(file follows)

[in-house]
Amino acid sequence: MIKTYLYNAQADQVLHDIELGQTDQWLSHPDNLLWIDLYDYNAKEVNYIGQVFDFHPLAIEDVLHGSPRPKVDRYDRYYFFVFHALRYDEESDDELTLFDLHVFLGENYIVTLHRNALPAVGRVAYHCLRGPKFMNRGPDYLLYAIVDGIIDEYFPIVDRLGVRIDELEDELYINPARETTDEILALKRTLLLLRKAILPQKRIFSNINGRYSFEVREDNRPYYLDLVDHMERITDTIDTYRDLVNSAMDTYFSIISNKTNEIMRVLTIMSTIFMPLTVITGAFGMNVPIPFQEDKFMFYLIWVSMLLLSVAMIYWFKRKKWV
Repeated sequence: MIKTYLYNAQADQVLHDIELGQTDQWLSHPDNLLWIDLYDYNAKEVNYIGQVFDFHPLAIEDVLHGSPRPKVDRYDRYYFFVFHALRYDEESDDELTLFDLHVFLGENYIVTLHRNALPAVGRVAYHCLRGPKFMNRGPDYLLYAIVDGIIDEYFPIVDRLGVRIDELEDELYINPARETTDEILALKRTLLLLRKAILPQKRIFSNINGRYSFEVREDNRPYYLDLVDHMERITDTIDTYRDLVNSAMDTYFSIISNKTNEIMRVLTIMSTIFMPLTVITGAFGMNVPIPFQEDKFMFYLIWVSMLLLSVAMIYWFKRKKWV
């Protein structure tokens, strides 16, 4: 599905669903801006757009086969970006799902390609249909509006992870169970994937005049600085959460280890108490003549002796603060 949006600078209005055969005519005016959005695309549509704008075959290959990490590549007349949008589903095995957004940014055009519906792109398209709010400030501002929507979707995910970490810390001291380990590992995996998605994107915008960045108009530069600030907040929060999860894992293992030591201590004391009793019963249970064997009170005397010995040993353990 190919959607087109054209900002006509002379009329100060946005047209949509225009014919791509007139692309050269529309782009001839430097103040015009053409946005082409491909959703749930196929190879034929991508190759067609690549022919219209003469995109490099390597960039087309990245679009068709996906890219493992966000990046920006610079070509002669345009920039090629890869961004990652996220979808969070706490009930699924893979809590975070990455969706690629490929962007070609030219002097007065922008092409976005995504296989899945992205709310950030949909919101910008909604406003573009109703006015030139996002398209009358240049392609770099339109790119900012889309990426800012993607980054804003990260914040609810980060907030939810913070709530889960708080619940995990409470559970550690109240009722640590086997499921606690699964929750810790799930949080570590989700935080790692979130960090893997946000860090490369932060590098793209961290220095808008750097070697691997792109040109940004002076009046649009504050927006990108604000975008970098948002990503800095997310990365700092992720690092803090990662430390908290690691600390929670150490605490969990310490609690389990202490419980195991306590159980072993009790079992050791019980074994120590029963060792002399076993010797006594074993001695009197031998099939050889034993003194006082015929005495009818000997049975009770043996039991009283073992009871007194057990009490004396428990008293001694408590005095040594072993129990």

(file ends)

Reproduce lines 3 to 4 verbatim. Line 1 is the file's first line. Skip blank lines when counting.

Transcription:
Repeated sequence: MIKTYLYNAQADQVLHDIELGQTDQWLSHPDNLLWIDLYDYNAKEVNYIGQVFDFHPLAIEDVLHGSPRPKVDRYDRYYFFVFHALRYDEESDDELTLFDLHVFLGENYIVTLHRNALPAVGRVAYHCLRGPKFMNRGPDYLLYAIVDGIIDEYFPIVDRLGVRIDELEDELYINPARETTDEILALKRTLLLLRKAILPQKRIFSNINGRYSFEVREDNRPYYLDLVDHMERITDTIDTYRDLVNSAMDTYFSIISNKTNEIMRVLTIMSTIFMPLTVITGAFGMNVPIPFQEDKFMFYLIWVSMLLLSVAMIYWFKRKKWV
């Protein structure tokens, strides 16, 4: 599905669903801006757009086969970006799902390609249909509006992870169970994937005049600085959460280890108490003549002796603060 949006600078209005055969005519005016959005695309549509704008075959290959990490590549007349949008589903095995957004940014055009519906792109398209709010400030501002929507979707995910970490810390001291380990590992995996998605994107915008960045108009530069600030907040929060999860894992293992030591201590004391009793019963249970064997009170005397010995040993353990 190919959607087109054209900002006509002379009329100060946005047209949509225009014919791509007139692309050269529309782009001839430097103040015009053409946005082409491909959703749930196929190879034929991508190759067609690549022919219209003469995109490099390597960039087309990245679009068709996906890219493992966000990046920006610079070509002669345009920039090629890869961004990652996220979808969070706490009930699924893979809590975070990455969706690629490929962007070609030219002097007065922008092409976005995504296989899945992205709310950030949909919101910008909604406003573009109703006015030139996002398209009358240049392609770099339109790119900012889309990426800012993607980054804003990260914040609810980060907030939810913070709530889960708080619940995990409470559970550690109240009722640590086997499921606690699964929750810790799930949080570590989700935080790692979130960090893997946000860090490369932060590098793209961290220095808008750097070697691997792109040109940004002076009046649009504050927006990108604000975008970098948002990503800095997310990365700092992720690092803090990662430390908290690691600390929670150490605490969990310490609690389990202490419980195991306590159980072993009790079992050791019980074994120590029963060792002399076993010797006594074993001695009197031998099939050889034993003194006082015929005495009818000997049975009770043996039991009283073992009871007194057990009490004396428990008293001694408590005095040594072993129990």